ACTUARIES AND PREDICTIVE MODELING: PAST, PRESENT AND FUTURE
General (non-life, P&C) insurers operate in a data driven business where predictive models are essential. Insurers are constantly confronted with the challenges created by rapidly increasing technical and computer facilities for data collection, storage and analysis. Debates in society (e.g. the need for an affordable insurance product for young, safe drivers), internal risk management, marketing needs, changing supervisory guidelines (i.e. the European Solvency II framework), and the increasing demand for analytical modeling (e.g. in fraud detection) motivate the relevance of research in actuarial predictive modeling (or: insurance analytics). Formulating an adequate response to these challenges requires interaction between the insurance business and the fields of statistics, data analytics and insurance regulation. Moreover, the pricing and design of insurance contracts is currently undergoing major transitions driven by the growing impact of new technical developments (e.g. black box driving devices and smartphone apps enabling telematics insurance) and regulations at national and European level (e.g. the recent gender directive). This keynote lecture will give an overview of evolutions in predictive models used for pricing in the presence of small and large data, and different types of risk factors (e.g. factor, continuous, spatial and multi-level). We also present recent work on analyzing a telematics data set from a European insurer. This data allows motor insurers to use real driving exposure when pricing the contract. We build flexible claims frequency models combining traditional and telematics information and discover the relevance and impact of adding the new telematics insights. (The latter is joint work with Gerda Claeskens and Roel Verbelen from KU Leuven.)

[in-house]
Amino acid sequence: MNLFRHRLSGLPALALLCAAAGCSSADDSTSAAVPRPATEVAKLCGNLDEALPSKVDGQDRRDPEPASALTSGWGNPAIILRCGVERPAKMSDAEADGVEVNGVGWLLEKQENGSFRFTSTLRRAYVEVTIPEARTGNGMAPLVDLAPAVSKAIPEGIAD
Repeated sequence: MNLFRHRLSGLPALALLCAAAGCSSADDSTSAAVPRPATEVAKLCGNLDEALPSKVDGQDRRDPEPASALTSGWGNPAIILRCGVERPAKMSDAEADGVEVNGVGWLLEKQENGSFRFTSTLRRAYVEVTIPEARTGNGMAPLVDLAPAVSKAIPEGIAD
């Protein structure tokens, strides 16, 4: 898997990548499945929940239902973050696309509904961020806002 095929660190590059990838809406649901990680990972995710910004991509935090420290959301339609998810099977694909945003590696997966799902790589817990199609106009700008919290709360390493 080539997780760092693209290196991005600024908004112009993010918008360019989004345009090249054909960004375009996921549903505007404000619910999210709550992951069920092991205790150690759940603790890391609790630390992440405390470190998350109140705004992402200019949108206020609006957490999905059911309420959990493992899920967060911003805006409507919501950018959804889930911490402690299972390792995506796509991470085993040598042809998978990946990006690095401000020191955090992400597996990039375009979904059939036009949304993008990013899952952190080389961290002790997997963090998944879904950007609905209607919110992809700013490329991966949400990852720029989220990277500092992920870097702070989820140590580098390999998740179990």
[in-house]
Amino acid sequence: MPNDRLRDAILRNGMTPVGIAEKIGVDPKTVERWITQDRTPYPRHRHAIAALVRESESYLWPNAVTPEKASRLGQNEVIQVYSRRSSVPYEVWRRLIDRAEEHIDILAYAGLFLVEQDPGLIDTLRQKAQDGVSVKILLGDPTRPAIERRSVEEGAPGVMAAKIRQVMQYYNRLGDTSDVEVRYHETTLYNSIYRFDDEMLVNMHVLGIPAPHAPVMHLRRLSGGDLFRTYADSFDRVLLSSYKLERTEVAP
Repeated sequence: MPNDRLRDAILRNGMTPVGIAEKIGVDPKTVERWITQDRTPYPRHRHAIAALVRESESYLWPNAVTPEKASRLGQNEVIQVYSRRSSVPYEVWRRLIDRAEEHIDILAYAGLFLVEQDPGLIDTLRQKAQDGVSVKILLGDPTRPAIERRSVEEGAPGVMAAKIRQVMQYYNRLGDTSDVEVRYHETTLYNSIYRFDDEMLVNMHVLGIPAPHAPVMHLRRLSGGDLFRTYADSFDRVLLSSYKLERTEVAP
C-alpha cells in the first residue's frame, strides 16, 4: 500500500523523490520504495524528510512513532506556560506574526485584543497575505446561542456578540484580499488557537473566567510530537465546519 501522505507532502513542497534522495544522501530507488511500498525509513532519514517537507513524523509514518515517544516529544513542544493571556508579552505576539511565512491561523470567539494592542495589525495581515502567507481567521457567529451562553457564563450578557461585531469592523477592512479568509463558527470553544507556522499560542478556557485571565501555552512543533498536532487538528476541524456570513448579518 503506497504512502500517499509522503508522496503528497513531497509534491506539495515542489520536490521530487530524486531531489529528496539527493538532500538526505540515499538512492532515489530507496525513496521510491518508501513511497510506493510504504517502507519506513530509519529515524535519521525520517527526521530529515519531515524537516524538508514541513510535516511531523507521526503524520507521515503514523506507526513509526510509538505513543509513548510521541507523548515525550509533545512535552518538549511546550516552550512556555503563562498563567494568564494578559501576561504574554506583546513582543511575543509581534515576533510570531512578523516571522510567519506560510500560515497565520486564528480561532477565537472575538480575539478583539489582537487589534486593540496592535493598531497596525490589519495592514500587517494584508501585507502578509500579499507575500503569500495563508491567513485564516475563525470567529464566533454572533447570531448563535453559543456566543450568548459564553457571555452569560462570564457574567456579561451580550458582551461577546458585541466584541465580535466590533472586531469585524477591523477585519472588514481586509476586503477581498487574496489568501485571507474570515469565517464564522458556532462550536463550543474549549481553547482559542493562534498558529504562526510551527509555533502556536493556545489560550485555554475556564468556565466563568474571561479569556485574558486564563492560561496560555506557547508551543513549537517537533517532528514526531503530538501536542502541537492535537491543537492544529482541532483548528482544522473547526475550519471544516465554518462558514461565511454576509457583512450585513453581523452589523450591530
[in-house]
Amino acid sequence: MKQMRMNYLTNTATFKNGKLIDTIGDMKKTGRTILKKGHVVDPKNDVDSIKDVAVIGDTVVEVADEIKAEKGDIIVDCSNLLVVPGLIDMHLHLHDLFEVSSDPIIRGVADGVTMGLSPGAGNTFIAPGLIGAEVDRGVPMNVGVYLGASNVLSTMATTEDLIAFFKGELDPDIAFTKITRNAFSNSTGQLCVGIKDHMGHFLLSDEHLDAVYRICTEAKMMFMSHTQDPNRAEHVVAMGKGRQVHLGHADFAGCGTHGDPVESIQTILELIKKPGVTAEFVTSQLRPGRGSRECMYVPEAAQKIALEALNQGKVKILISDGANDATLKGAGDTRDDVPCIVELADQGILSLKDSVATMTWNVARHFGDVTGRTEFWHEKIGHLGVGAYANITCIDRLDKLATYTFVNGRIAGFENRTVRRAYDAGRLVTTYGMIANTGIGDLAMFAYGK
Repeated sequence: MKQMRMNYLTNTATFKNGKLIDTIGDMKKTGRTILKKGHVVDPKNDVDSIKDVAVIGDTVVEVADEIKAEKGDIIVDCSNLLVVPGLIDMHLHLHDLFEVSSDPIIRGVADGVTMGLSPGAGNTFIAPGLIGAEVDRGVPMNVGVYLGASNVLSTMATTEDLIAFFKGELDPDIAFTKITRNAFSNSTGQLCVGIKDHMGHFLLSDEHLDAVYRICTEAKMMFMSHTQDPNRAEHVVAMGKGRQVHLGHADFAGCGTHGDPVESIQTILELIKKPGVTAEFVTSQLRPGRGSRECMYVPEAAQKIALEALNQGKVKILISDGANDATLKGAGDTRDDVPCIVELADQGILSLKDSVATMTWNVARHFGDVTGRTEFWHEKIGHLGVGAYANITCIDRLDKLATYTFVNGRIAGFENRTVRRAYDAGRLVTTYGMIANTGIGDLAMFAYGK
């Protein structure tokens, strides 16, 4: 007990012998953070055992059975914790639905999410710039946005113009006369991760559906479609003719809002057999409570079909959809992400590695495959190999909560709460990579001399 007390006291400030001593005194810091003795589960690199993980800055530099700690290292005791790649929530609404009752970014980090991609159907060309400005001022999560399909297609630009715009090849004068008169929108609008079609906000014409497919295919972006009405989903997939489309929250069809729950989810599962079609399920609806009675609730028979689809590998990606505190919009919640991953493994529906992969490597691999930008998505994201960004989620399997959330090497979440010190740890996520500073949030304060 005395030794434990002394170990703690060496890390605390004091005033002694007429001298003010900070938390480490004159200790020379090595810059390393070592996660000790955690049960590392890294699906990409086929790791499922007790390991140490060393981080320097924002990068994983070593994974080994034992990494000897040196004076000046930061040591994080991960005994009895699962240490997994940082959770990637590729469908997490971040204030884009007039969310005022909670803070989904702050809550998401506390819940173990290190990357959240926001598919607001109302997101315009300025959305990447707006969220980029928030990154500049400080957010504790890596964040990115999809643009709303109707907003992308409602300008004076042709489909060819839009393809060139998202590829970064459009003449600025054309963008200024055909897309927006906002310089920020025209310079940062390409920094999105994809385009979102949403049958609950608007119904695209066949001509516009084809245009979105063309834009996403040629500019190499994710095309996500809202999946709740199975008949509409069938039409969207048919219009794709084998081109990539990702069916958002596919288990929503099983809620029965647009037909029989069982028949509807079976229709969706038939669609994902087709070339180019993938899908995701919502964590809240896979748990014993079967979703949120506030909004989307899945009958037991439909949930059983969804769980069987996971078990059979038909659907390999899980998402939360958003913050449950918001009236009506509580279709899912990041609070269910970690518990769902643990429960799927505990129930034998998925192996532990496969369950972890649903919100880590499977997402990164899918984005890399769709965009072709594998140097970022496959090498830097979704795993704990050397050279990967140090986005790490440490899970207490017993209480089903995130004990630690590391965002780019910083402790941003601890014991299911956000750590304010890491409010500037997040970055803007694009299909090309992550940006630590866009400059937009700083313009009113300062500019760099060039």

ACTUARIAL SCIENCE NEEDS BEHAVIORAL ECONOMICS
Each of us knows a good friend who shows up very risk adverse and such that in the same time we always astonished to see her/him take thoughtless risks. This inconsistency calls us about the positive value on risk aversion measures. The common foundations of actuarial science and economic theory were constructed assuming that details about the functioning of the brain – the ultimate ‘black box’ –would never be known. As a consequence, fear and anxiety do not need to be modeled, as if an evaluation of risk aversion would suffice. The asifers’ defense (Milton Friedman and Leon Savage 1954) states pool player acts “as if” s/he knows geometry and mechanics. “As if” optimization comes from somewhere (evolution, learning, education, imitation…). But “as if” assumption may predict badly when conditions change (e.g., warped table, lighter balls, fatigue). Many important economic decisions will not necessarily be computed correctly : housing; marriage/divorce; children; education and career choices; violence (crime, war, terrorism); health and longevity; ….